New AI-Based Software Turns Any Smartphone Into An Eye-Tracking Device


New AI-Based Software Turns Any Smartphone Into An Eye-Tracking Device.

Eye-tracking technology, For the past 40 years— which can conclude wherein a visual scene people are directing their gaze — has been generally used in psychological experiments and marketing research, but it’s compulsory pricey hardware that has retained it from finding consumer applications. 

Researchers led by an Indian-origin scientist have established a software that can turn any smartphone into an eye-tracking device, a discovery that can help in psychological experiments and marketing research. In addition to making existing applications of eye-tracking technology more reachable, the system could enable new computer interfaces or help identify signs of incipient neurological disease or mental illness.

“Since there are no applications, there’s no incentive for people to buy the devices. We thought we should break this circle and try to make an eye tracker that works on a single mobile device, using just your front-facing camera,” explained Aditya Khosla, the graduate student in electrical engineering and computer science at Massachusetts Institute of Technology (MIT).

Researchers at Artificial Intelligence Laboratory and MIT’s Computer Science and the University of Georgia hope to change that, with software that can turn any smartphone into an eye-tracking device. They define their new system in a paper they’re presenting on June 28 at the Computer Vision and Pattern Recognition conference.

In addition to making current applications of eye-tracking technology more accessible, the system could allow new computer interfaces or help detect signs of incipient neurological disease or mental illness. 

“The field is kind of stuck in this chicken-and-egg loop,” says Aditya Khosla, an MIT graduate student in electrical engineering and computer science and co-first author on the paper. “Since few people have the external devices, there’s no big incentive to develop applications for them. Since there are no applications, there’s no incentive for people to buy the devices. We thought we should break this circle and try to make an eye tracker that works on a single mobile device, using just your front-facing camera.”


Researchers made their eye tracker using machine learning, a procedure in which computers learn to make tasks by looking for patterns in large sets of training examples. Their training set contains examples of gaze patterns from 1,500 mobile-device users, Khosla said. Earlier, the largest data sets used to train experimental eye-tracking systems had topped out at about 50 users.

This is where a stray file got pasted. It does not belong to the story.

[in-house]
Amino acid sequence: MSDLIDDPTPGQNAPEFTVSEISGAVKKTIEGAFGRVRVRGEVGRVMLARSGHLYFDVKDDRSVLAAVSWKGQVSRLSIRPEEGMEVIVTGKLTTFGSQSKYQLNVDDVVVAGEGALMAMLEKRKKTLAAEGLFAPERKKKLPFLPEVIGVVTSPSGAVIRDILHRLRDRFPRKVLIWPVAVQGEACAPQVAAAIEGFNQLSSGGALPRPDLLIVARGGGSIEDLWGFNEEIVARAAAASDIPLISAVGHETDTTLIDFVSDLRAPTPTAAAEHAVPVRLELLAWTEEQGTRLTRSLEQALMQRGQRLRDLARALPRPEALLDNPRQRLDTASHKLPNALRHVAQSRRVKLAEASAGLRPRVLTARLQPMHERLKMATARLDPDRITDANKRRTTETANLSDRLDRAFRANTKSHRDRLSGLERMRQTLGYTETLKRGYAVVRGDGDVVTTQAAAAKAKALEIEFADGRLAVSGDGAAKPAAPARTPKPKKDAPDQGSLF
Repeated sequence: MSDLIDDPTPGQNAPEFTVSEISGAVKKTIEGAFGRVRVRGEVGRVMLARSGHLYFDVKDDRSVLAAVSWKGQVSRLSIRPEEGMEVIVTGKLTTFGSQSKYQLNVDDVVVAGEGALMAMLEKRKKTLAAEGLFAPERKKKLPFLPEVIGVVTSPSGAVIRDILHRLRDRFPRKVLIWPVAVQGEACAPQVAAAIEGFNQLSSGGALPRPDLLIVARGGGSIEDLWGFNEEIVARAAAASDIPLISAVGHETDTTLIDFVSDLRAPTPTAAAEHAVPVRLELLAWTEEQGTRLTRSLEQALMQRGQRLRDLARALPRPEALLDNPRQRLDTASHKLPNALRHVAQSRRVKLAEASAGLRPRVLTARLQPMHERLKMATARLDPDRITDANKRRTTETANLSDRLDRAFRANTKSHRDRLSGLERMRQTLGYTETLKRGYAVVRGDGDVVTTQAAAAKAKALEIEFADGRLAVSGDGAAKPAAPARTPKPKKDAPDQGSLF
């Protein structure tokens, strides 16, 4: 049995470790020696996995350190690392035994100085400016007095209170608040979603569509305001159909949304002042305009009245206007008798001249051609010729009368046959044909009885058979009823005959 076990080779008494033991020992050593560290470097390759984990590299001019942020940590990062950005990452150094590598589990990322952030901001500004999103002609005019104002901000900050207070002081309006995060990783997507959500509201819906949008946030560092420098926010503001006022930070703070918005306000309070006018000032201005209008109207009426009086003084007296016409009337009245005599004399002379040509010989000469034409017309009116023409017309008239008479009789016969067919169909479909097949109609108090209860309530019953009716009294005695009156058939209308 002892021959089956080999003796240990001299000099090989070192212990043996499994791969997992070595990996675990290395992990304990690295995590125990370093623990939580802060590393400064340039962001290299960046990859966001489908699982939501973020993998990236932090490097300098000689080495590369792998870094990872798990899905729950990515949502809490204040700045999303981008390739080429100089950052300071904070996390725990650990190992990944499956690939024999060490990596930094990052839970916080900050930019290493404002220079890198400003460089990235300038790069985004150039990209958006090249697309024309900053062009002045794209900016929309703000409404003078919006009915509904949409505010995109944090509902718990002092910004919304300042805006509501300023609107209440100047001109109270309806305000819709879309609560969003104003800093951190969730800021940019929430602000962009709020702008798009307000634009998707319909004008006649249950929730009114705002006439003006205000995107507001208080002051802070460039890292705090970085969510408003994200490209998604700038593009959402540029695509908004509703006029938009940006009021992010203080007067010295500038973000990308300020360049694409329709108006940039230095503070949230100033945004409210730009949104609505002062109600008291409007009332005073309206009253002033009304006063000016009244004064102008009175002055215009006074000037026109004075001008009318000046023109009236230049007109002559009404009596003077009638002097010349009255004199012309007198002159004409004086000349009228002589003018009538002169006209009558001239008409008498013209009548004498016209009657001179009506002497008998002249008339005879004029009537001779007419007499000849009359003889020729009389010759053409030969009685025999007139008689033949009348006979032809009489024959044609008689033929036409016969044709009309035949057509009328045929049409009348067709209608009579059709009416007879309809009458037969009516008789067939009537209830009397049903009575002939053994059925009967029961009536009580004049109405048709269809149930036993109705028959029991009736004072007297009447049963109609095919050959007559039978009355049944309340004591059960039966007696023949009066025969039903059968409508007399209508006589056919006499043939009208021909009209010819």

The researchers report the first round of experiments, using training data drawn from 800 mobile-device users. On that base, they were able to get the system's margin of error down to 1.5 centimeters, a double improvement over previous experimental systems.

They later developed data on another 700 people, and the extra training data has reduced the margin of error to about a centimeter.

Earlier, the main data sets used to train new eye-tracking systems had topped out at about 50 users. To assemble data sets, “most other groups tend to call people into the lab,” Khosla says. ”It’s really hard to scale that up. Calling 50 people in itself is already a fairly tedious process. But we realized we could do this through crowdsourcing,” he added.

The application sparks a small dot anywhere on the device's screen, attracting the user's consideration, then briefly replaces it with either an "R" or an "L," instructing the user to tap either the right or left side of the screen.Correctly performing the tap confirms that the user has really shifted his or her gaze to the intended location.

During this procedure, the device camera constantly captures images of the user's face.
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About Priyanshu Sahay

A Social Media and Cyber Security Expert. Love to write about latest technology and Gadgets.